Your gas, electricity and water providers may be able to help you if you’re struggling to make your bill payments. Get in touch with your utility companies and other services such as your phone, TV and internet providers and explain your situation. They may be able to support you with reduced rates or more time to pay them back to temporarily ease some pressure.

Seek Further Help and Advice

Relying on loans and other forms of credit to make ends meet isn’t sustainable. Over time, it can get you into trouble if you miss repayments. If you do find yourself struggling, there are many charities that offer free debt advice, such as StepChange or the Money Advice Service.

Getting a Better Loan When You Have Low Income

Looking more long term, the best way to boost your chances of getting a loan is to improve your credit score. There are several ways to improve your credit score:

  • Check the main credit reference agencies such as Experian, TransUnion and Equifax have your correct details on file.
  • Get in touch with your local authority (council) and add your name to the electoral register so lenders can check your details match their records.
  • Search online for a ‘loan eligibility checker’ before you apply for a loan – lots of loan applications or refusals in a short space of time can damage your credit score.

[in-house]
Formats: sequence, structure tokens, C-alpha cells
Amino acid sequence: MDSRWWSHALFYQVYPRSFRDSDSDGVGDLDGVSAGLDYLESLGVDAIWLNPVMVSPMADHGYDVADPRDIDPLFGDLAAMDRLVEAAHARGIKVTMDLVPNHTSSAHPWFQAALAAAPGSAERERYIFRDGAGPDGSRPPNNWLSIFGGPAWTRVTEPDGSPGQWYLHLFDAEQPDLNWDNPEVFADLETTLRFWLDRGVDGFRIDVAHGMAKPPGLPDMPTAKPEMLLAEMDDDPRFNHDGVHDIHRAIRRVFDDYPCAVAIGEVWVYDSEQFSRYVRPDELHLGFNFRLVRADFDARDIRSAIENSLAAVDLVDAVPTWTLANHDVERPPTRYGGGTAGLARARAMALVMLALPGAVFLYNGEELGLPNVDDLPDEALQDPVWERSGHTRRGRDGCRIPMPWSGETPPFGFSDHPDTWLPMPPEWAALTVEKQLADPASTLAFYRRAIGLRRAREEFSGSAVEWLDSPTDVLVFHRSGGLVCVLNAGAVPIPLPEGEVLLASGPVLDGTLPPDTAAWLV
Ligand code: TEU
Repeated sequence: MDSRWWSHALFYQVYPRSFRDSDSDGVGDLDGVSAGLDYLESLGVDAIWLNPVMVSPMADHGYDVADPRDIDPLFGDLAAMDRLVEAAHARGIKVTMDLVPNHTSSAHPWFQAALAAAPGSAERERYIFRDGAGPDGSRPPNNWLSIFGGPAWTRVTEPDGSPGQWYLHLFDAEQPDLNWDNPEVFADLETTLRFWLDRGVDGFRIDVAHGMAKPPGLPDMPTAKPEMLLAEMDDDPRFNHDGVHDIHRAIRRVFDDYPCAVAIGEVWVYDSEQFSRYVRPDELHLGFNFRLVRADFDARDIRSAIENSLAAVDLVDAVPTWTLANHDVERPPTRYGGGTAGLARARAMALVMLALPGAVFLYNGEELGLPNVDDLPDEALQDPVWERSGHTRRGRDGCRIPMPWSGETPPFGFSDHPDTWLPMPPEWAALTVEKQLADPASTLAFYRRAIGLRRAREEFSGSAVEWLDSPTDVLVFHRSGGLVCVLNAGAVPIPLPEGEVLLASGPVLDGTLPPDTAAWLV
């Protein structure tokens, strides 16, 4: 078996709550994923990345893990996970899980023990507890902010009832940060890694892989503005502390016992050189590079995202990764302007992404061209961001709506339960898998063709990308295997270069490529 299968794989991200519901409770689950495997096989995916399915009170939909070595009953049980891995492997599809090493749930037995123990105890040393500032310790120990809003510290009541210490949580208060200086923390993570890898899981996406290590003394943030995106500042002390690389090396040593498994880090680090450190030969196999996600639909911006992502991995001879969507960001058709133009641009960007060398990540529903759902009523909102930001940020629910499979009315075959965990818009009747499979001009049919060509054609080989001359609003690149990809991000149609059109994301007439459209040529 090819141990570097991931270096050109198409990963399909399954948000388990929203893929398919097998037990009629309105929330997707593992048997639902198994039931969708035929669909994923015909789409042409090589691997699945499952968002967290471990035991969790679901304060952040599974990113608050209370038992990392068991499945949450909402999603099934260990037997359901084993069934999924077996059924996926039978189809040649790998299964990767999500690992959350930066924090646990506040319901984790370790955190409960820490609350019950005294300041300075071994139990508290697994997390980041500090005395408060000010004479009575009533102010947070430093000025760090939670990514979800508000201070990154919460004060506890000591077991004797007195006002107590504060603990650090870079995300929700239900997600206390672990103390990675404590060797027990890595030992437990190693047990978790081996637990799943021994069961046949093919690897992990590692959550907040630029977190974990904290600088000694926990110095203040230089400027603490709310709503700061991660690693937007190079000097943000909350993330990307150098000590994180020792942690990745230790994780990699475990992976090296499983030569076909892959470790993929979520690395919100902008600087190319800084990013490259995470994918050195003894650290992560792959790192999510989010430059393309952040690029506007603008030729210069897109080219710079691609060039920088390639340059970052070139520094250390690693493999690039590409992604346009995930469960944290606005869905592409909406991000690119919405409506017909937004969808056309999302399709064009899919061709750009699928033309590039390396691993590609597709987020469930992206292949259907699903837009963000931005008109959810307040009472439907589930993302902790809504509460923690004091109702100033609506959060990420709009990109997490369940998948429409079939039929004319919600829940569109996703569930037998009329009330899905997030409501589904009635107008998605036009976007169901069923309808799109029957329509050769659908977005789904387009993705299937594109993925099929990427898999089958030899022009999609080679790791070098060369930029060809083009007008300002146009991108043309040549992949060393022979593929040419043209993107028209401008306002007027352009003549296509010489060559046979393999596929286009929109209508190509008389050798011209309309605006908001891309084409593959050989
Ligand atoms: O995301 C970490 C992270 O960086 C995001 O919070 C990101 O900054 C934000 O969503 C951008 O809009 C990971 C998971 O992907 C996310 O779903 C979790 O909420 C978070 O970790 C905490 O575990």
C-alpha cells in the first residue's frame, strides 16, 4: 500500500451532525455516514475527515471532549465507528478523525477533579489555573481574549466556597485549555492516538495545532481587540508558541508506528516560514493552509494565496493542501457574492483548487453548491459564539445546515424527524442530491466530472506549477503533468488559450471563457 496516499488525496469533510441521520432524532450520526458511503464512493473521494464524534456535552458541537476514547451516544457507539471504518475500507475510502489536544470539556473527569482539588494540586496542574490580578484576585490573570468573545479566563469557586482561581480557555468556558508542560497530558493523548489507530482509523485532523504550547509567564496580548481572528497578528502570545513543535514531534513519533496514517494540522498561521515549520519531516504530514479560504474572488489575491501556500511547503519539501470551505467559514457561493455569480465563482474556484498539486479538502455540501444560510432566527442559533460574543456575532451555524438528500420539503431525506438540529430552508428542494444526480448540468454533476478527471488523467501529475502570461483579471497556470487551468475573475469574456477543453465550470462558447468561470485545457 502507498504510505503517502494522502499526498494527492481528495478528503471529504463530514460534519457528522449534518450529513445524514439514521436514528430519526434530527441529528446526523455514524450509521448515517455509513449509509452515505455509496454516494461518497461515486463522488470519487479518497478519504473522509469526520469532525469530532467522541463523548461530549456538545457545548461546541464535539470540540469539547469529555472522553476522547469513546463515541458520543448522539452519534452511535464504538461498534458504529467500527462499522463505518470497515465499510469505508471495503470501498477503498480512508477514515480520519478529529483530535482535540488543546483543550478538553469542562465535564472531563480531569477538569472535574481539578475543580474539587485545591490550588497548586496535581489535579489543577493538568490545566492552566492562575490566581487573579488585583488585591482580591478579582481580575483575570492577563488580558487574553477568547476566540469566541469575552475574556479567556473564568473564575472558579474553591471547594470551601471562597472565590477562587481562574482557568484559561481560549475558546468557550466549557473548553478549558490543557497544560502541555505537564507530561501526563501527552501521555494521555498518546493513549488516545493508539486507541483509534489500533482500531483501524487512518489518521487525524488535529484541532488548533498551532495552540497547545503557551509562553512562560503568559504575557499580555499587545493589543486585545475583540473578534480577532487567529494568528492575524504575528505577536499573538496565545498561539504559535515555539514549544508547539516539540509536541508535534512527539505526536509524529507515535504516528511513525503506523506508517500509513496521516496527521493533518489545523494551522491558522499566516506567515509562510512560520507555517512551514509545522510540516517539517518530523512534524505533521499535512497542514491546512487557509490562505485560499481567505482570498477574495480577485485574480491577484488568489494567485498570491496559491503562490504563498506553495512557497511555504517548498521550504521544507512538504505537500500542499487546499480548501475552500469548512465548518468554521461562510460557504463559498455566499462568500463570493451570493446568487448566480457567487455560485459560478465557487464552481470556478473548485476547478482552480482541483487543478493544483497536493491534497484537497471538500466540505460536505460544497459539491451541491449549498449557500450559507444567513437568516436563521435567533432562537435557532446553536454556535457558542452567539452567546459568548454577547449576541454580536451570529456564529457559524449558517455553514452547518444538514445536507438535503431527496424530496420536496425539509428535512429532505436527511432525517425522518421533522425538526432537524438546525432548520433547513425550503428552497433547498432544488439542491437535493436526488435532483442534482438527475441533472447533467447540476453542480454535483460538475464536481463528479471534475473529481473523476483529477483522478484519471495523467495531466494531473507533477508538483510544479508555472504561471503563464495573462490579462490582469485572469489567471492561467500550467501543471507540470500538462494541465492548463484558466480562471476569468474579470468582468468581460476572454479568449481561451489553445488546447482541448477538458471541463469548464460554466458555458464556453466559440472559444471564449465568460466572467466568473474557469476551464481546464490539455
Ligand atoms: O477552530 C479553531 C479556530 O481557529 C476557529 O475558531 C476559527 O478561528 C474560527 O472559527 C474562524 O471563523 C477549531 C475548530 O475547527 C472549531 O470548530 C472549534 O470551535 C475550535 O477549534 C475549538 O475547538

• Pay your credit card and loan payments in full and on time – late or missing payments will damage your credit score, but keeping up with repayments should improve it.

Of course, improving your credit score isn’t an overnight solution. However, over time, a better credit rating will make borrowing easier and can get you more reasonable loan rates. This can be something you build up to once you’re able to access more regular income.

How Can Flexy Loans Help?

Here at Flexy Loans, we have partnered with some of the UK’s leading Lenders.

They have already helped thousands of people get loans already, and they can do the same for you.

Choosing a loan broker like us (we don’t charge any fees) means our application process matches you with the best loan available to you.  All lenders we recommend are regulated by the FCA, which gives you an additional layer of protection.

To apply and see what loan is available to you, click on the below and answer the question

Laura Broad
Laura Broad
Laura is a professional content writer and learning designer, passionate about empowering people through straightforward, jargon-free content. When she's not reading or writing about all things personal finance, you can find her in the gym, barbell in hand.